Modern Healthcare - - Regional News -


Penn­syl­va­nia’s over­due bud­get in­cluded smaller cuts to hospi­tal rev­enue than pro­posed, but redi­rected ex­ist­ing taxes and fees into the state’s $27.8 bil­lion gen­eral fund from health­care funds and added a Med­i­caid man­aged-care tax. The Hospi­tal & Health­sys­tem As­so­ci­a­tion of Penn­syl­va­nia said the 2009-10 bud­get, signed by Gov. Ed Ren­dell ear­lier this month, scaled back $280 mil­lion in pro­posed cuts to state and fed­eral hospi­tal rev­enue for trauma and burn cen­ters, aca­demic med­i­cal cen­ters, crit­i­cal-ac­cess hos­pi­tals, med­i­cal ed­u­ca­tion, com­mu­nity ac­cess and dis­pro­por­tion­ate-share hos­pi­tals to $40.7 mil­lion, a 12% re­duc­tion from the prior year’s bud­get. Roughly $215 mil­lion in rev­enue from cig­a­rette taxes and mo­tor ve­hi­cle sur­charges that pre­vi­ously funded med­i­cal mal­prac­tice sub­si­dies was shifted to the state’s gen­eral fund, ac­cord­ing to the Penn­syl­va­nia hospi­tal and health sys­tem as­so­ci­a­tion and Penn­syl­va­nia Med­i­cal So­ci­ety. The bud­get also trans­ferred $708 mil­lion and $100 mil­lion from the state’s Health Care Provider Re­ten­tion Ac­count and Mcare, which helped off­set med­i­cal-mal­prac­tice costs. The newly adopted man­aged-care tax is ex­pected to gen­er­ate $528.5 mil­lion, ac­cord­ing to the Penn­syl­va­nia Bud­get and Pol­icy Cen­ter, an in­de­pen­dent pol­icy re­search group.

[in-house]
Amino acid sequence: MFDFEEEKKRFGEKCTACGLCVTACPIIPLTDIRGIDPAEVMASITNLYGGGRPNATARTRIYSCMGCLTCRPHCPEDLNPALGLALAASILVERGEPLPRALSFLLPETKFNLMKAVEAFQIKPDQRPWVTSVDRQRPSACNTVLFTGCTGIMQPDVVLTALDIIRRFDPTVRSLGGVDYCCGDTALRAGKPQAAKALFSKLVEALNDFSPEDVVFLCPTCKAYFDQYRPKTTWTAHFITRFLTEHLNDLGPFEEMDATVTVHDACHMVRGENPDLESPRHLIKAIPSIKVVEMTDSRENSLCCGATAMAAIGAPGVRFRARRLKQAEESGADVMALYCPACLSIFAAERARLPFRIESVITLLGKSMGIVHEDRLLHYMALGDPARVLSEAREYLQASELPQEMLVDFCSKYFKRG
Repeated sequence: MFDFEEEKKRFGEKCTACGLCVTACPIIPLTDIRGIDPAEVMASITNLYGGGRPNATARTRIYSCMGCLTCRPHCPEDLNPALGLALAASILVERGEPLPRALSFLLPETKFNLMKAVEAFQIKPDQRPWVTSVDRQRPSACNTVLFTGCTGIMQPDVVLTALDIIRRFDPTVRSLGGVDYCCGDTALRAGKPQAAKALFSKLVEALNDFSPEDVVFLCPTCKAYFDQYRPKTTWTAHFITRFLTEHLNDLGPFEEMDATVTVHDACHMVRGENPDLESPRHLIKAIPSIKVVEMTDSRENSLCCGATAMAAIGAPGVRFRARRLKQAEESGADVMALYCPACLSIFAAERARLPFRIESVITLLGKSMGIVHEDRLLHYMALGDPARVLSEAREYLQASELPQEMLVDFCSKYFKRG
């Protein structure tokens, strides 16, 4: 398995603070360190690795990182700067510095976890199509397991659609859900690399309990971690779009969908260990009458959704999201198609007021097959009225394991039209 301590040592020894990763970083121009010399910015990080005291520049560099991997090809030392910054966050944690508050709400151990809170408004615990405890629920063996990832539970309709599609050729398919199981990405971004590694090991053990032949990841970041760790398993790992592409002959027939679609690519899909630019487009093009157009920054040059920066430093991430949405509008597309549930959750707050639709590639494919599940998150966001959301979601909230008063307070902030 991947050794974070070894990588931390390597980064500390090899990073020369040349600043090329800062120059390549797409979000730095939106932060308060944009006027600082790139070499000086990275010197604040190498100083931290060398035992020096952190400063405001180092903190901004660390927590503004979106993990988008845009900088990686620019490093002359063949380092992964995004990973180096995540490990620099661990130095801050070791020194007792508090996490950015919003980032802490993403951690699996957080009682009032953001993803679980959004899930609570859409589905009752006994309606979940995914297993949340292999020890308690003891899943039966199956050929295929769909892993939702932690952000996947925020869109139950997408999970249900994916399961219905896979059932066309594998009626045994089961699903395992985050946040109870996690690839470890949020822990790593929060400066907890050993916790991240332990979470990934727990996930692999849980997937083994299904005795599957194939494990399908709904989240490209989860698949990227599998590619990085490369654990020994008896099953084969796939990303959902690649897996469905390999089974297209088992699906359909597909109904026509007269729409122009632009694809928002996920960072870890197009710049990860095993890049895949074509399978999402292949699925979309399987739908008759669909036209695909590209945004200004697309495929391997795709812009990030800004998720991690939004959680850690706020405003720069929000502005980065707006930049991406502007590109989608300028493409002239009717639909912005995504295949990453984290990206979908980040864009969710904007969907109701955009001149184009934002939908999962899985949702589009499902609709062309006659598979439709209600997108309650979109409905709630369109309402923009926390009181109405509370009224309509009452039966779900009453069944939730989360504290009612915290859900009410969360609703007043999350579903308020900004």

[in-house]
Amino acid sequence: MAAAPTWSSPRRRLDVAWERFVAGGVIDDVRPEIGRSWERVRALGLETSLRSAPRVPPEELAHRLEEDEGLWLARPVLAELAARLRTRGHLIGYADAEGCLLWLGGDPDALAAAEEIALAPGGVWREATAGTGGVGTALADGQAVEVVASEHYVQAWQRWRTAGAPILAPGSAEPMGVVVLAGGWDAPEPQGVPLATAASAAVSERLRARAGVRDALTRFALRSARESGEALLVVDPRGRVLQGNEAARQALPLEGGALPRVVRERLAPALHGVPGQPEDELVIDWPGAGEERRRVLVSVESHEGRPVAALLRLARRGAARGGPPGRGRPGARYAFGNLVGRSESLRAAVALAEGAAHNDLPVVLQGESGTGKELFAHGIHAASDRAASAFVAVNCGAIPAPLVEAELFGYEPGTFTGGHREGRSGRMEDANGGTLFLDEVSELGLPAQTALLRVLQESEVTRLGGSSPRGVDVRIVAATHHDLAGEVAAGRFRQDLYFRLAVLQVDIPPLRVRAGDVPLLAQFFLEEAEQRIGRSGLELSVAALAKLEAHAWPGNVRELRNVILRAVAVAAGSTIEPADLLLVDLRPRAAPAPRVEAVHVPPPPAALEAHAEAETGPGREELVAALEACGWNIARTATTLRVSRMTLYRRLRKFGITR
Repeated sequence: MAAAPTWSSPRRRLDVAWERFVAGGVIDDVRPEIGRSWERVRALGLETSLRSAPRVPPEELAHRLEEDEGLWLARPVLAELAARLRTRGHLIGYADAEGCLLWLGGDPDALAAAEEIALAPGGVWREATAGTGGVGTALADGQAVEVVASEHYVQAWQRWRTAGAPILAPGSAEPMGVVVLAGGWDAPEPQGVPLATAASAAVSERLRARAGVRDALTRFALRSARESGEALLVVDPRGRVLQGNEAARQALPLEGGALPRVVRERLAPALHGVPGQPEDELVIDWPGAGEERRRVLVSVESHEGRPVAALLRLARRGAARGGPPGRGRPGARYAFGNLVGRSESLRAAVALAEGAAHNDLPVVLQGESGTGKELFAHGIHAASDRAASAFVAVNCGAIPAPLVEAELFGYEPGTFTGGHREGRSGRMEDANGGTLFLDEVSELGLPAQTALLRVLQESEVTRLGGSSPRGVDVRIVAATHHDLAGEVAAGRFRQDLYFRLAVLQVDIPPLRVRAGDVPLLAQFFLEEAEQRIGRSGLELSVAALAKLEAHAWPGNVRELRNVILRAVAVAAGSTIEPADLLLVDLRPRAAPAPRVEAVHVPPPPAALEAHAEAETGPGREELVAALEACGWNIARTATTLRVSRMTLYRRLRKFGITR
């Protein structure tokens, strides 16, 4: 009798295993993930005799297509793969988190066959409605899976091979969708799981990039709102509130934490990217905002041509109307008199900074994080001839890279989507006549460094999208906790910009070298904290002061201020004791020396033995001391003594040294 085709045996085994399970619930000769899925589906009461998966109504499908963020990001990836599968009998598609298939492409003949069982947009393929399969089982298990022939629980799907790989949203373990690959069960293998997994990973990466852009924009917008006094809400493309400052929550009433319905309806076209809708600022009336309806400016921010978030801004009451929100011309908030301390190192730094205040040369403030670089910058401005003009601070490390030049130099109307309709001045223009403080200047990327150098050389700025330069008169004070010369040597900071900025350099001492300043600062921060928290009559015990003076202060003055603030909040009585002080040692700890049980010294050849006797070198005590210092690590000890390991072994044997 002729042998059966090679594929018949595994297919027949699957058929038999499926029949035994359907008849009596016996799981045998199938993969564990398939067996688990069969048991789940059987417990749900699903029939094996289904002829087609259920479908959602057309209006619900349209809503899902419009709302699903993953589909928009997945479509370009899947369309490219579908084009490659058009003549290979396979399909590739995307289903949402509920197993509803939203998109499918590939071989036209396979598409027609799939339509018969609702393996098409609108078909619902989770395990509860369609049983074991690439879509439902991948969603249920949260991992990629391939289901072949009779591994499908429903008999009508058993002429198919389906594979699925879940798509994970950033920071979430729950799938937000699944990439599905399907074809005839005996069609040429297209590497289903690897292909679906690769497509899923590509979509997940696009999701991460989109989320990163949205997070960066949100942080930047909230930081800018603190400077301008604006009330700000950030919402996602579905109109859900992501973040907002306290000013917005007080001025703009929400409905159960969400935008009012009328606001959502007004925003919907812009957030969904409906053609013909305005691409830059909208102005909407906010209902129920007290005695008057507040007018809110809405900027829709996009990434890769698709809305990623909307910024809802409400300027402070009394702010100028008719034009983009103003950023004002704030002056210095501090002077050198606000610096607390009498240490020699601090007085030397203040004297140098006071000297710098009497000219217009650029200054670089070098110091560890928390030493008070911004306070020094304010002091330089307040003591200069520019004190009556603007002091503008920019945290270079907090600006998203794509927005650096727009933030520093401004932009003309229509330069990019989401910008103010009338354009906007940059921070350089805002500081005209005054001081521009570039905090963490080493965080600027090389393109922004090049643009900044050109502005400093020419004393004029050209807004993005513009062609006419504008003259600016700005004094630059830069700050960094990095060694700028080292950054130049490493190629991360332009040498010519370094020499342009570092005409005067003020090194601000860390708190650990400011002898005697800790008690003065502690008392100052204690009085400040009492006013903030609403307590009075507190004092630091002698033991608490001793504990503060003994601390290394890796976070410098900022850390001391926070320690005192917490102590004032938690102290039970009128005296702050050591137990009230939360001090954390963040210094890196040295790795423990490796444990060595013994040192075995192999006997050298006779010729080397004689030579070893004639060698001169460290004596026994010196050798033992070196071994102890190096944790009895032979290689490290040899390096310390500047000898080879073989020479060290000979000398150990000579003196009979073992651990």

Some nurses in New York state are pre­par­ing to fight a state man­date that re­quires health­care work­ers to re­ceive the flu vac­cine this year. Four nurses an­nounced their plan af­ter they were told they would lose their jobs in Novem­ber if they did not get the vac­cine, ac­cord­ing to Terry Kind­lon, an Al­bany, N.Y.-area lawyer rep­re­sent­ing them. The nurses ex­pected to file their law­suit this week in Al­bany County, he said. “The com­mis­sioner is at­tempt­ing to en­force a rule that is in ex­cess of his au­thor­ity.” Or­ga­ni­za­tions are also con­sid­er­ing law­suits, and the groups are con­sid­er­ing con­sol­i­dat­ing their ef­forts, he added. Last month, State Health Com­mis­sioner Richard Daines, a physi­cian, re­leased an open let­ter to health work­ers in the state, say­ing the man­date would ap­ply to the an­nual sea­sonal flu vac­cine and the new H1N1 vac­cine when it is avail­able. Be­cause of lim­ited sup­ply of the new vac­cine, vul­ner­a­ble pa­tient pop­u­la­tions have been tar­geted to re­ceive it first, ac­cord­ing to Daines. By en­sur­ing that work­ers are vac­ci­nated, health­care providers can help pro­tect all pa­tients who do not have ac­cess to the H1N1 vac­cine, Daines said in his let­ter. “Safety lies in be­ing treated in in­sti­tu­tions and by health­care per­son­nel with the nearly 100% ef­fec­tive im­mu­nity rates seen with other long-man­dated vac­ci­na­tions for health­care work­ers, such as measles and rubella,” he wrote.

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